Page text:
Review: Netflix’s ‘Cowboy Bebop’ is bombastic disrespect to anime itself

Another failed attempt at adapting a beloved anime


Courtesy of Netflix.

Cowboy Bebop” was the introduction to a world of anime for people growing up in the early 2000s. The style and storytelling were unique compared to the western animation many were used to. From then till now, a lot are still considering it to be one of the most influential anime out there. With success must also come along a lust for cash, as a live-action adaptation of “Cowboy Bebop” has been in the works for years now. On Nov. 28, Netflix exclusively released season one of the live-action “Cowboy Bebop” series. “Cowboy Bebop” follows the everyday lives of bounty hunters Spike Spiegel, Jet Black and Faye Valentine as they explore space and catch their bounties while learning more about themselves. 

The idea of a live-action anime adaptation has always been infamous among anime fans since a lot of previous attempts have tremendously failed and been hated. Netflix’s “Cowboy Bebop” is another title to add to the list of failed adaptation attempts. This is just downright horrible, and even without the context of the original anime, it still doesn’t work on its own. Being optimistic was the most fans could be as any sort of changes to plot points and arcs were expected. Of course, these elements would have been executed well but this just goes to show that anime can’t be translated into live action. 

Back in 2017, Netflix attempted to make another live-action adaptation to a beloved anime called “Death Note.” One of the many complaints it received was the fact that so much of the series was crammed into one movie which made it feel rushed. This adaptation took that criticism to heart yet it still doesn’t feel natural. It shrunk one season with 26 episodes to one season with 10 episodes and more seasons in the future in order for it to have a more familiar TV structure. 

An aspect that could’ve been the saving grace for the show to be at least watchable would’ve been getting the characters right, which it doesn’t. Mustafa Shakir as Jet Black seems to be the most influenced by the original source material. Since one is more familiar with his actions, he’s the most interesting character on screen. The most unlikeable character of the show is Faye Valentine (Daniella Pineda), whose purpose seems to be watered down to being annoying and the least interesting. The sassiness is completely erased and is instead filled in with her acting like a jerk. John Cho’s performance as Spike Spiegel is an inconsistent mix of the anime along with this show’s take. The quotable Spike Spiegel is missing. His story arc with the syndicate he used to work for is more fleshed out in the anime which completely takes out all of the subtlety from Spike’s character. Speaking of the Syndicate, Vicious (Alex Hassell) and Julia (Elena Satine) are given brand new story arcs since their short yet impactful appearances wouldn’t have worked for the first season. Yet both characters are completely different and make for tame moments in the show.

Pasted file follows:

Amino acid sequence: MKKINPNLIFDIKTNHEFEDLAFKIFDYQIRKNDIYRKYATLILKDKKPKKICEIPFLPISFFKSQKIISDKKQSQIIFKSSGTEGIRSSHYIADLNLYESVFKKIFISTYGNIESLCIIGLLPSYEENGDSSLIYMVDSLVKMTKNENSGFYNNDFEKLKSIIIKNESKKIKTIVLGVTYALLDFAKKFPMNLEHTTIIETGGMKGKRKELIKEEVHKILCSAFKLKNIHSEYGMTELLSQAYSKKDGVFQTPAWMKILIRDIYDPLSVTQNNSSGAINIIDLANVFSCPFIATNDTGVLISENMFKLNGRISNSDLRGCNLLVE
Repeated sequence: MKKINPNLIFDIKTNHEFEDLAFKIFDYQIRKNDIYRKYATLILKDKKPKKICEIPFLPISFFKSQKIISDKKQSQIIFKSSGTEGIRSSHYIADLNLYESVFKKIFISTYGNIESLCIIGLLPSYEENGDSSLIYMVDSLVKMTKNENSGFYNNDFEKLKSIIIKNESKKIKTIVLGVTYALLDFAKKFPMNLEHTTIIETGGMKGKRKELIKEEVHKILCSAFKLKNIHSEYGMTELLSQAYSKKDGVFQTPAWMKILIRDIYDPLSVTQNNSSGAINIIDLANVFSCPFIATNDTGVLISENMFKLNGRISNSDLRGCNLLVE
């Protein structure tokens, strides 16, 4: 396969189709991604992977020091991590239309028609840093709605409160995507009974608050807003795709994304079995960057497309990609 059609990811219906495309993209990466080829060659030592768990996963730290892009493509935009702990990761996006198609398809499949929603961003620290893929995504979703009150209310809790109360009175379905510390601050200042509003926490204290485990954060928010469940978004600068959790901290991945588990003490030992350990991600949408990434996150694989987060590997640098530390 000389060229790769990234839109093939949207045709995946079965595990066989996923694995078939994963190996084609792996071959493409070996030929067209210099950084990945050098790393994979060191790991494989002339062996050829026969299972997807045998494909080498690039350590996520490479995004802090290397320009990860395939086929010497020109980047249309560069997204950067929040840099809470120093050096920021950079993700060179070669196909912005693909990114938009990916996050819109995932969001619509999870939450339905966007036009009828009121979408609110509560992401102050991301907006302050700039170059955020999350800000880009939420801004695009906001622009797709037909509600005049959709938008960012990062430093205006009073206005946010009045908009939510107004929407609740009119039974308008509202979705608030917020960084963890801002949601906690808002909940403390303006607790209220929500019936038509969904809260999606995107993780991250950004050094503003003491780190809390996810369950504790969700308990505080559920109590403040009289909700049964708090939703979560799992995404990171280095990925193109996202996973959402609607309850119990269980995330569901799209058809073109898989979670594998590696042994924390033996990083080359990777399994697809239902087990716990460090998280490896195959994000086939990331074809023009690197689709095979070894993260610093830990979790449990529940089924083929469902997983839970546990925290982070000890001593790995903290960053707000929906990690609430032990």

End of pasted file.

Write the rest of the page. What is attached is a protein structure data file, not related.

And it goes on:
The syndicate plot point is one of the less likable aspects of the original anime, but in this take, it is far more explored in a slow and boring way. There’s a reason why the arc was left shorter and more up to the audience’s interpretation; it made the characters of Spike and Vicious far more compelling. 

A key to what makes any movie or show enjoyable is its screenplay, and “Cowboy Bebop” is no exception to it. By far Netlflix’s “Cowboy Bebop” shows some of the worst writing TV has ever had the chance to put on screen. The unwatchable and cringe-enduring attempts to mimic the same cleverness and quippy dialogue but completely falls on its own face. It already watered down many characters so it also had to butcher the dialogue. Everything as a whole makes the show’s mature themes feel childish. 

By far the most headache-inducing thing viewers had to watch was the attempt at making the season finale recreate the “Ballad of Fallen Angels” episode. It completely makes the most important turning point of the anime into a meaningless MCU-esque finale where “funny” one-liners are thrown every second. 

Yoko Kanno’s return to compose “Cowboy Bebop” is by far one of the appreciative things fans can enjoy. Many horrible choreographed action scenes were made watchable by its energetic score. 

Much more is left to say about the show yet it isn’t worth acknowledging. The anime is still there to be watched by many but probably won’t because of the bad taste many will be left with. This attempt deserves a very low 3/10 with season two having zero hope by fans.